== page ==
Like losing a friend

This American Life. It’s a radio show on National Public Radio – more specifically, Public Radio International – that patterns itself as a look inside the odd aspects of American humanity. It takes real stories and tells them to the public, bringing them up from obscurity and setting them along with similarly themed stories from around the world.

It’s hard to explain. Instead, go to the site. Click on Never Heard Us? Then, go to the staff favorites page. Listen to some for free on your computer. It’s a great show.

Ira Glass, This American Life’s meek voiced, literarily inclined producer, hosts the show from Chicago. He threads a common line through a handful of voices throughout his hour on the air, and it has become one of the most loved programs on public radio – especially in our household.

But recently, it disappeared. Our satellite radio was empty when it came time to tune in. Nothing could be found. We wondered what we could do.

Soon we got our answer. When we got to the This American Life homepage, this is the message we found:

Unfortunately, our show is no longer available on Sirius. This was their choice, not ours. If you’d like to register your displeasure, please visit this page.

They didn’t just take the show off. They took the whole Public Radio International channel off. Completely. It’s gone, never to return. It’s all part of their new channel lineup. And it sucks.

This is strike two and a half with Sirius. First, they took away the folk channel, which was more of a blow for Kerrie than for me. Then, they took away Air America, which is more of a matter of principle for me (they did it to even out the left/right slanted radio stations, I believe) than anything. Now, they’ve gotten rid of the Outlaw Country channel and PRI. Outlaw Country was the only country channel I’d ever land on. PRI, well, that’s what I’m complaining about on this post.

Unfortunately, it seems as though they only have room for a certain number of channels on Sirius. This means that every time they want to add yet another Catholic channel or Canadian rock channel (of which we have two and three, respectively, and they all sound the same) they need to bump or combine channels. This is why Outlaw Country was combined with the usual country channel. This is why Folk Town was turned into “Coffee House,” a channel featuring more Lisa Loeb and Natalie Merchant than Joan Baez and Woody Guthrie.

This is why I begin to seethe a little bit more every time I get a new channel lineup. I’m waiting for the college radio (Left of Center) to be merged with the alternative channel. After all, they’re all the same, right? Who needs two public radio channels – we might as well just have one. After all, that’s all that XM has, right?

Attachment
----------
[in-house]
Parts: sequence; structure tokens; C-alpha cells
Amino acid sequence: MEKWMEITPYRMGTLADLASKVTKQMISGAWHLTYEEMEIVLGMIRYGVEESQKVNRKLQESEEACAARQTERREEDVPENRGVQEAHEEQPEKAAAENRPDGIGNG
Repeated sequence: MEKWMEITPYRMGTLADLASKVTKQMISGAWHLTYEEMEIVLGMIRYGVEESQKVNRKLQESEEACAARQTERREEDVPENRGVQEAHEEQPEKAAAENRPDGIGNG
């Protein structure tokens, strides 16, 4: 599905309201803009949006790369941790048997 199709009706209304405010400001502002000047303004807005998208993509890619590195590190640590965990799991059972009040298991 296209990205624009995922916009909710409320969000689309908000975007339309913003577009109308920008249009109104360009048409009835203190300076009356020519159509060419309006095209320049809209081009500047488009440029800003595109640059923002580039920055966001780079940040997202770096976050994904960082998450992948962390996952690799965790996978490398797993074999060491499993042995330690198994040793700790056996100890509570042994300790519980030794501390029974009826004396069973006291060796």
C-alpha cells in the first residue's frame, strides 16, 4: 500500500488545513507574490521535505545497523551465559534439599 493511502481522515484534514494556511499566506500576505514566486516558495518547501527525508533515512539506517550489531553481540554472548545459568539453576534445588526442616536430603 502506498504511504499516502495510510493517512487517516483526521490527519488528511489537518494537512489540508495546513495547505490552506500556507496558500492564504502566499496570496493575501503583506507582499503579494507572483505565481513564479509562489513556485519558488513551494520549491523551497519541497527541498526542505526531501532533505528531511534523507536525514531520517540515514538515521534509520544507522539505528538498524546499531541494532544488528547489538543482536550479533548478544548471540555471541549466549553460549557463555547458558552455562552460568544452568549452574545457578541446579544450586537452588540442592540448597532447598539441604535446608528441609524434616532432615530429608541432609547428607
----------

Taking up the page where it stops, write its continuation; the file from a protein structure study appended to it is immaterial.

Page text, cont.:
I started off being the biggest Sirius apologist in the world. They have always been the #2 company, but I’ve stood behind them, rallying them along and shouting their praises to anyone I could think of. They had a great variety. I might not listen to swing music, or old-school country, or left-wing liberal talk radio all the time, but it was nice knowing that I had that choice if I wanted. All of them are gone, now. And my choices are getting less and less varied. I could probably turn on terrestrial radio and find 85% of the stuff they’re playing on Sirius now.

It kind of takes away the exclusiveness of the whole thing.

I understand that Sirius is a business. They need to make money, and they need to move stations around to better serve their customers. If a station isn’t getting very much play – especially a station that doesn’t bring in any advertising dollars and probably costs more than it makes – they need to take a serious look at keeping it.

Public Radio International wasn’t the best channel on Sirius Radio. But it was a great alternative.

Currently, the two public radio stations that Sirius Radio features overlap programming more often than not. They stagger their schedule so that the more popular shows – Car Talk, Wait Wait Don’t Tell Me, A Prairie Home Companion – are played twice a day on Saturday and Sunday, which is nice for those of us who miss the first few broadcasts. But it means that both channels have, for the most part, the same programming throughout the week.

Apparently, it hasn’t been much of a concern for the Powers That Be. They’ve left This American Life off of the general NPR channels. It’s one of the most loved shows on radio. But to a nation of Sirius subscribers, it’s gone.

Don’t get me wrong – I still enjoy satellite radio. But believe me when I say that there are very few things that keep me hanging onto Sirius. Where are the differences between Sirius and XM? And if Sirius is just going to slowly move towards the same programming, why would I want to stick with them?

After all, we’re getting satellite radio for an alternative, aren’t we?

If you’re a fan of This American Life, or if you’re a Sirius subscriber who’s tired of all of the changes, go here and complain. Even if you don’t have Sirius, think of your fellow (former) PRI listeners. Make your voice heard.

This was lovingly handwritten on October 4th, 2006